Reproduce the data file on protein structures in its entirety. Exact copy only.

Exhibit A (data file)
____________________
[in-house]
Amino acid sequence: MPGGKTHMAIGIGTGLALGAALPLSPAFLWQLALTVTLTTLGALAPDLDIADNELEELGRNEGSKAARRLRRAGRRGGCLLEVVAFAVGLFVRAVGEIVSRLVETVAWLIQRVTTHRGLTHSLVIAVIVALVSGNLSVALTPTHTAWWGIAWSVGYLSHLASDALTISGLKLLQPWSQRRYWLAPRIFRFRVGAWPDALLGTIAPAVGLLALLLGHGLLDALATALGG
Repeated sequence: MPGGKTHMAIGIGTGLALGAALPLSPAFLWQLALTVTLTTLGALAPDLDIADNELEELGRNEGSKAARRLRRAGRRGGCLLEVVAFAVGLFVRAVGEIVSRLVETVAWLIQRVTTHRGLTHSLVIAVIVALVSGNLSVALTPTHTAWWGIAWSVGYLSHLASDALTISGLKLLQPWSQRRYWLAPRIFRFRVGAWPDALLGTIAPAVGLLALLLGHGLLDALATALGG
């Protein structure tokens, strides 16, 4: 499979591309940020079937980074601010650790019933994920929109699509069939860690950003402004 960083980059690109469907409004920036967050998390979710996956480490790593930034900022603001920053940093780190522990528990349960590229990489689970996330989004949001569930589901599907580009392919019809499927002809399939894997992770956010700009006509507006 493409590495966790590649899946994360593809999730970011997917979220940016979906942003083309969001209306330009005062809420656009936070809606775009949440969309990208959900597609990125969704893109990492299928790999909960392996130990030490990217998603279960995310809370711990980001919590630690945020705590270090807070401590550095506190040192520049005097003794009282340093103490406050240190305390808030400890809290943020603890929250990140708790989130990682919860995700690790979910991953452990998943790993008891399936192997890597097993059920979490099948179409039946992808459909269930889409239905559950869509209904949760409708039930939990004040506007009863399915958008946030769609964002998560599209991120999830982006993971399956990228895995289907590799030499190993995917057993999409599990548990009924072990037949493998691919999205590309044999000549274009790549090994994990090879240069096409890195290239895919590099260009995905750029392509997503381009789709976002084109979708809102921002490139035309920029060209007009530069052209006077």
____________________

[in-house]
Amino acid sequence: MPGGKTHMAIGIGTGLALGAALPLSPAFLWQLALTVTLTTLGALAPDLDIADNELEELGRNEGSKAARRLRRAGRRGGCLLEVVAFAVGLFVRAVGEIVSRLVETVAWLIQRVTTHRGLTHSLVIAVIVALVSGNLSVALTPTHTAWWGIAWSVGYLSHLASDALTISGLKLLQPWSQRRYWLAPRIFRFRVGAWPDALLGTIAPAVGLLALLLGHGLLDALATALGG
Repeated sequence: MPGGKTHMAIGIGTGLALGAALPLSPAFLWQLALTVTLTTLGALAPDLDIADNELEELGRNEGSKAARRLRRAGRRGGCLLEVVAFAVGLFVRAVGEIVSRLVETVAWLIQRVTTHRGLTHSLVIAVIVALVSGNLSVALTPTHTAWWGIAWSVGYLSHLASDALTISGLKLLQPWSQRRYWLAPRIFRFRVGAWPDALLGTIAPAVGLLALLLGHGLLDALATALGG
């Protein structure tokens, strides 16, 4: 499979591309940020079937980074601010650790019933994920929109699509069939860690950003402004 960083980059690109469907409004920036967050998390979710996956480490790593930034900022603001920053940093780190522990528990349960590229990489689970996330989004949001569930589901599907580009392919019809499927002809399939894997992770956010700009006509507006 493409590495966790590649899946994360593809999730970011997917979220940016979906942003083309969001209306330009005062809420656009936070809606775009949440969309990208959900597609990125969704893109990492299928790999909960392996130990030490990217998603279960995310809370711990980001919590630690945020705590270090807070401590550095506190040192520049005097003794009282340093103490406050240190305390808030400890809290943020603890929250990140708790989130990682919860995700690790979910991953452990998943790993008891399936192997890597097993059920979490099948179409039946992808459909269930889409239905559950869509209904949760409708039930939990004040506007009863399915958008946030769609964002998560599209991120999830982006993971399956990228895995289907590799030499190993995917057993999409599990548990009924072990037949493998691919999205590309044999000549274009790549090994994990090879240069096409890195290239895919590099260009995905750029392509997503381009789709976002084109979708809102921002490139035309920029060209007009530069052209006077």